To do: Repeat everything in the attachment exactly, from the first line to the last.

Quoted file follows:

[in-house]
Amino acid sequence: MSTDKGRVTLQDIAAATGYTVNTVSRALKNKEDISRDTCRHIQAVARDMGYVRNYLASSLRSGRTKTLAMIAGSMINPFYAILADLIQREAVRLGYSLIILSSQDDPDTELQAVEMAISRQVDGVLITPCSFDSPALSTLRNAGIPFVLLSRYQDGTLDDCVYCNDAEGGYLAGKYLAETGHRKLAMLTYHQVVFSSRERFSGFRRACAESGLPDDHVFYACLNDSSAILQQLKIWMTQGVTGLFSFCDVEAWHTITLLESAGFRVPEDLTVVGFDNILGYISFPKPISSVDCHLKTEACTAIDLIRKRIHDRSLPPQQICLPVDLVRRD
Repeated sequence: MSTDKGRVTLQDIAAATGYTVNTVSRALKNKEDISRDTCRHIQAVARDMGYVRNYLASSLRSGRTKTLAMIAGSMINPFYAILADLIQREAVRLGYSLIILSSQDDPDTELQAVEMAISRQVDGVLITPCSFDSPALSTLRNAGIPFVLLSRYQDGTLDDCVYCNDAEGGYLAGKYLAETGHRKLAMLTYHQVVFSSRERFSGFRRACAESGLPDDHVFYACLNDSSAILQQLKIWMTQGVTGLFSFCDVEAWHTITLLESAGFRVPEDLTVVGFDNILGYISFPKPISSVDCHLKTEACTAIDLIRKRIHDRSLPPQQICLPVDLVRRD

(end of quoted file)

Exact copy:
[in-house]
Amino acid sequence: MSTDKGRVTLQDIAAATGYTVNTVSRALKNKEDISRDTCRHIQAVARDMGYVRNYLASSLRSGRTKTLAMIAGSMINPFYAILADLIQREAVRLGYSLIILSSQDDPDTELQAVEMAISRQVDGVLITPCSFDSPALSTLRNAGIPFVLLSRYQDGTLDDCVYCNDAEGGYLAGKYLAETGHRKLAMLTYHQVVFSSRERFSGFRRACAESGLPDDHVFYACLNDSSAILQQLKIWMTQGVTGLFSFCDVEAWHTITLLESAGFRVPEDLTVVGFDNILGYISFPKPISSVDCHLKTEACTAIDLIRKRIHDRSLPPQQICLPVDLVRRD
Repeated sequence: MSTDKGRVTLQDIAAATGYTVNTVSRALKNKEDISRDTCRHIQAVARDMGYVRNYLASSLRSGRTKTLAMIAGSMINPFYAILADLIQREAVRLGYSLIILSSQDDPDTELQAVEMAISRQVDGVLITPCSFDSPALSTLRNAGIPFVLLSRYQDGTLDDCVYCNDAEGGYLAGKYLAETGHRKLAMLTYHQVVFSSRERFSGFRRACAESGLPDDHVFYACLNDSSAILQQLKIWMTQGVTGLFSFCDVEAWHTITLLESAGFRVPEDLTVVGFDNILGYISFPKPISSVDCHLKTEACTAIDLIRKRIHDRSLPPQQICLPVDLVRRD